YouTube’s much-discussed upcoming paid subscription service, rumored to be on the way sooner rather than later, will be closely scrutinized following the relative lack of success of its two previous attempts at paid tiers, YouTube Red and Google Play. And in a new interview with Bloomberg conducted during last week’s SXSW Conference and Festivals, YouTube’s global head of music Lyor Cohen laid out one of its potential strategies to push its 1.5 billion monthly active users to open their wallets: more ads.
“There [are] a lot more people in our funnel that we can frustrate and seduce to become subscribers,” Cohen said in the interview. “Once we do that, trust me, all that noise will be gone and articles people write about that noise will be gone.”
In a keynote address at SXSW last Wednesday (March 14), Cohen spoke generally about YouTube’s goals in the paid subscription world, without speaking specifically about the company’s plans for the new service. “There are plenty of leaned-in listeners that are willing to pay — we are going to convert them to paid subscribers,” he said during his career-spanning speech. “We know we’re late to the party. We’re making an enormous investment. We’re going to collaborate and work closely with our label partners to understand their priorities to help them promote and break their artists.”
Since Cohen officially joined YouTube in December 2016, he’s led the Google-owned platform’s efforts to work more closely with the music industry, helping orchestrate licensing deals with all three major labels and generally working to bridge what he has referred to as the “disconnect” between the video streaming service and the music biz at large, which has been frustrated by what it sees as insufficient payouts. A large part of that strategy will hinge on the success of the forthcoming paid tier, as the record industry focuses on subscription streaming and the revenue it has generated over the past several years that has helped bring the business back to a measure of prosperity.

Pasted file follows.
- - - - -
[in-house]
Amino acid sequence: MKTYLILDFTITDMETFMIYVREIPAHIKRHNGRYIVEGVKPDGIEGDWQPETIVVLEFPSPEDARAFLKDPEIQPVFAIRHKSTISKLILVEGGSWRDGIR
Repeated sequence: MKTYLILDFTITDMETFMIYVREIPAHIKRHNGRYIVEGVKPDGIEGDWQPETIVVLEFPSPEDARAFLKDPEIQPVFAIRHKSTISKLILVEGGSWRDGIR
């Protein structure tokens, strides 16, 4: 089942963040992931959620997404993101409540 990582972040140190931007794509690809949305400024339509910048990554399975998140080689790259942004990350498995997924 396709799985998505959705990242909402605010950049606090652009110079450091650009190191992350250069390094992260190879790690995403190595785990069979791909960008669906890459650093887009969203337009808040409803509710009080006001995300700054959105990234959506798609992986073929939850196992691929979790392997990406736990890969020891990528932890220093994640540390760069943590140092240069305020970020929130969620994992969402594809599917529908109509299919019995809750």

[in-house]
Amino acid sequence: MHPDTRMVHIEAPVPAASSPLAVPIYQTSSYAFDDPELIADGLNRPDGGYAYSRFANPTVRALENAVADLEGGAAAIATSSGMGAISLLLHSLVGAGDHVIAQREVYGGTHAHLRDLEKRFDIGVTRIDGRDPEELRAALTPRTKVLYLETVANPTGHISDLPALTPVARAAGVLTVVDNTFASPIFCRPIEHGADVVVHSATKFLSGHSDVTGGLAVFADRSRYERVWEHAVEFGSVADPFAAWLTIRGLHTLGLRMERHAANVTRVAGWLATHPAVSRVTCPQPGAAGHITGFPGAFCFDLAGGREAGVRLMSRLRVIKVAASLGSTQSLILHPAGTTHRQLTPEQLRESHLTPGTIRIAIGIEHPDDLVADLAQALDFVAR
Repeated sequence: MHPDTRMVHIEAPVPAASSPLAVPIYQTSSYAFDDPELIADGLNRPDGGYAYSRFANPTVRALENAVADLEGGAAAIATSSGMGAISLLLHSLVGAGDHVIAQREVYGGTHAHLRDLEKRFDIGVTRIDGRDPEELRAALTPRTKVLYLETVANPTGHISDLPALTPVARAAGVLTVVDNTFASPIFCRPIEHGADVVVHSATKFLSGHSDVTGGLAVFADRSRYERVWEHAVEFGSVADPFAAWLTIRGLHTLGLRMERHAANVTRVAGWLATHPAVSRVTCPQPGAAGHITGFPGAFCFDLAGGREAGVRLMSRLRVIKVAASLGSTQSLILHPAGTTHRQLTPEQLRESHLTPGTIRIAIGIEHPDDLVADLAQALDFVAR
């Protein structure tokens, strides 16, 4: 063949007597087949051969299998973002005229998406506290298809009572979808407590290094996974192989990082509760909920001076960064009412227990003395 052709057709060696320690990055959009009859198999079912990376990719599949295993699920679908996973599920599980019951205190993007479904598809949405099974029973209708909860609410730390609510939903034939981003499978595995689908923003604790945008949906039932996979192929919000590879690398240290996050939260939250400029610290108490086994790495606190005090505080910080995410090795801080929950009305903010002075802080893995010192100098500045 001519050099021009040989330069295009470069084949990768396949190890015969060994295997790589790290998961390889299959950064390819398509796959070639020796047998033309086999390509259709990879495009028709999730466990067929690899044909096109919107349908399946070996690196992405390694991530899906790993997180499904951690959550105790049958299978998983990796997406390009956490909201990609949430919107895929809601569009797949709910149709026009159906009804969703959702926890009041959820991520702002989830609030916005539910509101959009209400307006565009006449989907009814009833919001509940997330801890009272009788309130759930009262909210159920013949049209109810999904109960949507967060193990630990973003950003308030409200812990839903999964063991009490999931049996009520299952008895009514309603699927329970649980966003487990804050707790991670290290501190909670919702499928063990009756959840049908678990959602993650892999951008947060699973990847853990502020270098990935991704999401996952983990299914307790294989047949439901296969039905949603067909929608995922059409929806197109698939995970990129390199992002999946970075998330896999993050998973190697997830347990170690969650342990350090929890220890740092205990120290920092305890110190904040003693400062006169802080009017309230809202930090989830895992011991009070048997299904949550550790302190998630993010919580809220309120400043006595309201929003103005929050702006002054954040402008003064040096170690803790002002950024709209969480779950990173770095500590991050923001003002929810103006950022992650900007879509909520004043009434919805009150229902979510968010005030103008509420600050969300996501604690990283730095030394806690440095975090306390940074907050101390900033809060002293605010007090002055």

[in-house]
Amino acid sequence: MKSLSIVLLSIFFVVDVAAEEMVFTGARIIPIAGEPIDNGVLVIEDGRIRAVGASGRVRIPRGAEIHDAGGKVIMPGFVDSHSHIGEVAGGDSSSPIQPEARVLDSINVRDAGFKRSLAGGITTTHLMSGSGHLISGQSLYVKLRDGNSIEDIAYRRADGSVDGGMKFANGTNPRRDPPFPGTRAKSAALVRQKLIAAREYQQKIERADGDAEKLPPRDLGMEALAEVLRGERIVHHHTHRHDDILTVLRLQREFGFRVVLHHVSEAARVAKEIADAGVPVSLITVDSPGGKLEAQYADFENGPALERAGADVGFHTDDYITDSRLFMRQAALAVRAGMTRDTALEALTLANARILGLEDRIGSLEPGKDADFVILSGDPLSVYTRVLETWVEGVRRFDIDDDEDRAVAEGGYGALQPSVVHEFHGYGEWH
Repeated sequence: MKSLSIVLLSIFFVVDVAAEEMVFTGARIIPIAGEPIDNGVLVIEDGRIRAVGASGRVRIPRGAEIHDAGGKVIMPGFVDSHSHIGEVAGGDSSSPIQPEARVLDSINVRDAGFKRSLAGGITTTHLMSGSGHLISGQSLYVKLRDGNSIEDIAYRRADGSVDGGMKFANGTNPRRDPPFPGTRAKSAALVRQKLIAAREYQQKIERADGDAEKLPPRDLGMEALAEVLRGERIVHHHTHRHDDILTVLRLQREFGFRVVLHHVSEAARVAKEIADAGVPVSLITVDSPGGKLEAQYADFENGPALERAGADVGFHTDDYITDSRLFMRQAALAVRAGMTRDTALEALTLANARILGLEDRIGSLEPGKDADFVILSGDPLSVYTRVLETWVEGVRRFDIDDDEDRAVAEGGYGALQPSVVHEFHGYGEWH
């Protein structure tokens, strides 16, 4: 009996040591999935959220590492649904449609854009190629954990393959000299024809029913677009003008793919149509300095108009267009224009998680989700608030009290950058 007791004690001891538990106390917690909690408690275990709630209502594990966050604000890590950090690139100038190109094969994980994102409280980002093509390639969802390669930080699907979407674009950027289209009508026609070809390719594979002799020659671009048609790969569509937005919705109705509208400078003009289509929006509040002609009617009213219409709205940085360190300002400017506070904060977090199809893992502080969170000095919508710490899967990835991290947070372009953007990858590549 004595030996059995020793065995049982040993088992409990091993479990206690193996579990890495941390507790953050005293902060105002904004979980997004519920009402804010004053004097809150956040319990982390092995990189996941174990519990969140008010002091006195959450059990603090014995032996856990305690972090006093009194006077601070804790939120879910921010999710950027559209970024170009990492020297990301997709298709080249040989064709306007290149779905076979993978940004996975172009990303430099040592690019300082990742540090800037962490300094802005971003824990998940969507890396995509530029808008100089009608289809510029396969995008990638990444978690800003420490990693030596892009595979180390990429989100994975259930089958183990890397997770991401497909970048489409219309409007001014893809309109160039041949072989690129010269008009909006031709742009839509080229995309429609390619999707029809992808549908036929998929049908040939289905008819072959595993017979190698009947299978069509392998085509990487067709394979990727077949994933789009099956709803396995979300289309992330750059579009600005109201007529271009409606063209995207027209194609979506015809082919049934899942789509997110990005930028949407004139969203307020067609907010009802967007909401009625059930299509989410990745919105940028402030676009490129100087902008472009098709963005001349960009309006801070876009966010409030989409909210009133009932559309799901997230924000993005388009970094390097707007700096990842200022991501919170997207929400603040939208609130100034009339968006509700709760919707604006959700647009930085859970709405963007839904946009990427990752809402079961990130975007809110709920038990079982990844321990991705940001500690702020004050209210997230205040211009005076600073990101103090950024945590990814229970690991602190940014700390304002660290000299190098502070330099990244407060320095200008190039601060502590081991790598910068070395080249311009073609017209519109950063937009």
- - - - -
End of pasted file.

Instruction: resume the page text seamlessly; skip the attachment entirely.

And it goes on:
YouTube has also been getting a team in place to help that launch, bringing in popular Rap Caviar curator and global head of hip-hop Tuma Basa from Spotify in an as-yet-undisclosed role earlier this month, while bolstering its original content and various artist-promotional series.
Not all of the service’s users will see an increased number of ads, however. “Our top priority at YouTube is to deliver a great user experience and that includes ensuring users do not encounter excessive ad loads,” a YouTube spokesperson said. “We do not seek to specifically increase ad loads across YouTube.For a specific subset of users who use YouTube like a paid music service today — and would benefit most from additional features — we may show more ads or promotional prompts to upsell to our paid service,” the company said.